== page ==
since at least the eighth century, the first printed Catholic Bible in English
was produced in exile-the New Testament at Rheims in 1582, and the Old Testament
at Douai in 1609. The Douay-Rheims Bible was rather literally translated from
the Latin Vulgate. A more readable version was produced by Bishop Richard
Challoner of London between 1749 and 1752. Challoner’s version of the Douay
Rheims, and particularly his annotations heavily influenced later Catholic
biblical scholarship in English.
An American edition of the
Douay-Rheims-Challoner text was published in 1914, and widely endorsed by the
Catholic hierarchy. At the left, one can read the approbations of the Cardinal
Arch-bishops of Baltimore, New York, and Boston. Of particular interest are the
words of John Cardinal Farley, the Arch-bishop of New York: “It is well edited
and should commend itself to the patronage of all our Catholic Laity”
(italic emphasis added).
It must be noted that this enthusiasm for
Bible reading by all Catholics is not just English or American. The American
edition of 1914 includes an indulgence granted by Pope Leo XIII in 1898, and an
even earlier letter from Pope Pius VI in 1778 praising an edition of the Bible
by the Archbishop of Turin, saying: “you judge exceedingly well that the
faithful should be excited to the reading of the holy scriptures. These and
similar documents can be seen full size by clicking on them, or viewing them on
the Parish website.
To recapitulate, the Scriptures have been read aloud for as long as the Church
has existed. Today they are in your daily missal. With great effort, Catholic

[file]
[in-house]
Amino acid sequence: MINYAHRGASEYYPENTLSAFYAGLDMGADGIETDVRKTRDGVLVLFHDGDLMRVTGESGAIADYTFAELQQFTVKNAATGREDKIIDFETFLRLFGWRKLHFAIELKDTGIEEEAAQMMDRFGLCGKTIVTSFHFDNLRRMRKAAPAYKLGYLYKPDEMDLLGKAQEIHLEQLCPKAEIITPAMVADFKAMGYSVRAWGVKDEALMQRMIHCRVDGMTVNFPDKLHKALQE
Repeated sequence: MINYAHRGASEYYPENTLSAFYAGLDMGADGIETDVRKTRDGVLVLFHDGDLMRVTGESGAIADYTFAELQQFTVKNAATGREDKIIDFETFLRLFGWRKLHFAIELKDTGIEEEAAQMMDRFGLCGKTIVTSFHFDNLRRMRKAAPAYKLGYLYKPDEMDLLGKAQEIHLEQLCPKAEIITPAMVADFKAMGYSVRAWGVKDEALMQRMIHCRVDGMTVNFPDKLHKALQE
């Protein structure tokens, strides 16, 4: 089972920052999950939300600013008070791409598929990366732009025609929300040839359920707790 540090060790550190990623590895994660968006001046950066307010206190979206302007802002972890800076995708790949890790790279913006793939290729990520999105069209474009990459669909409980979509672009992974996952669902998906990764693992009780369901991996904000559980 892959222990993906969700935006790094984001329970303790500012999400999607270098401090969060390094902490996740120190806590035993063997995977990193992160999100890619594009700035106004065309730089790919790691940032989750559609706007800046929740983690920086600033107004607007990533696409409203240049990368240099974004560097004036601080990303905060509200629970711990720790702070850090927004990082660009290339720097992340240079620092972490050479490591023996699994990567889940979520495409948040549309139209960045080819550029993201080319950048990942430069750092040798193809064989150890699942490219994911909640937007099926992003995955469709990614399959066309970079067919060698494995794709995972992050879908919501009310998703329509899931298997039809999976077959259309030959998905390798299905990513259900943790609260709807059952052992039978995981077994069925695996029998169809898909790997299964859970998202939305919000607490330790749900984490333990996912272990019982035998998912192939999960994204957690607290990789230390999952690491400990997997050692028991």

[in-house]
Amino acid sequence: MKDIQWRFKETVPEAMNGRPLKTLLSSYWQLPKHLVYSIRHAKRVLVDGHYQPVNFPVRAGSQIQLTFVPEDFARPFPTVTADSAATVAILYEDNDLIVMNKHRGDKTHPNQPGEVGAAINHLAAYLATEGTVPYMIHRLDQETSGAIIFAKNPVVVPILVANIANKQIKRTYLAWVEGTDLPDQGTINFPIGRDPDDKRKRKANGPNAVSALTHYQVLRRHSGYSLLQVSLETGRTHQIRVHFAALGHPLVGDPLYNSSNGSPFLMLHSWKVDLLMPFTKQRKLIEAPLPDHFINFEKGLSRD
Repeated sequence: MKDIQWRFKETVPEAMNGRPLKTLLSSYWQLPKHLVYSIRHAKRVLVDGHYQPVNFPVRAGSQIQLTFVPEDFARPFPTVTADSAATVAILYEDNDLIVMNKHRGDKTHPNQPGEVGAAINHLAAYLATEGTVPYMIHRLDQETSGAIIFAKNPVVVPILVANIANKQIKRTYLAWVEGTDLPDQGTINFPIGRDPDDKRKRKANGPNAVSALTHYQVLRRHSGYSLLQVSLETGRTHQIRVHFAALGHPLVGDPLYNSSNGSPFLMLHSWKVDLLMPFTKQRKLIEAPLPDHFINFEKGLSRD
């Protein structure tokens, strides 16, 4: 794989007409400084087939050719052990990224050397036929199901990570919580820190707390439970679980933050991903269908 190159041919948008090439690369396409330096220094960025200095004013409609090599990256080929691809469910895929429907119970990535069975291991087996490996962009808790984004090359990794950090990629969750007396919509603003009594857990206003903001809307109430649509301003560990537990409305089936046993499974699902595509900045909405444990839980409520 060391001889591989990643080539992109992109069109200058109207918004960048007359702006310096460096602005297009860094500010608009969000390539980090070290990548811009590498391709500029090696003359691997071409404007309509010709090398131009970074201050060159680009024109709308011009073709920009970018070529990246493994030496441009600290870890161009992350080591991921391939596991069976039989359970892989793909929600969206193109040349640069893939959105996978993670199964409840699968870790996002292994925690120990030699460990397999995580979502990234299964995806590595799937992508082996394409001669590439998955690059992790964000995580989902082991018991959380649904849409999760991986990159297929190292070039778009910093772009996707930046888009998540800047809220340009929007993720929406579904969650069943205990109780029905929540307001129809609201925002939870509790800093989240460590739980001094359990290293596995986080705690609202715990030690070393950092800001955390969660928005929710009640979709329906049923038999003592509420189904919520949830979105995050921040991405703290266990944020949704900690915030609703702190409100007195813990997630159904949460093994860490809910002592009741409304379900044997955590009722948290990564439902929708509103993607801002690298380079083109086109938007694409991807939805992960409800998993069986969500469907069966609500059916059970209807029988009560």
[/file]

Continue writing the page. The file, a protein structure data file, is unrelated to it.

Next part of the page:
monks preserved the Bible, even through the barbarian invasions and pro-longed
periods of illiteracy. The first major book printed in Europe was the Bible. A
Catholic translation should be read, as unapproved versions may contain
doctrinal errors. The Church grants an indulgence to encourage its members to
read the Bible. And many bishops, cardinals, and Popes have urged the faithful
to read the Bible.
So, now, go get
And do visit our
Biblical Studies Page at www.rosarychurch.net/bible/list.html
Bears, Bailouts, and Banking
G. Edward Griffin, The
Creature From Jekyll Island (1994)
there a moral dimension to the government bail-out of Bear Stearns? Isn’t it
stealing to take our money to help out some poorly run company? How could the
law allow such theft? P.L.
A complex question, indeed! First a little background for those who are unaware
of what happened:
Bear Stearns is an investment banking
firm. When two of its mortgage funds became all but worthless due to the current
mortgage difficulties, the company found itself holding obligations in the
billions of dollars with assets running only in the hundreds of millions range.
The bail-out was conducted by JP Morgan-Chase and the Federal Reserve (the Fed).
Morgan merged with Bear, paying $2 a share (it had been as high as $171) and the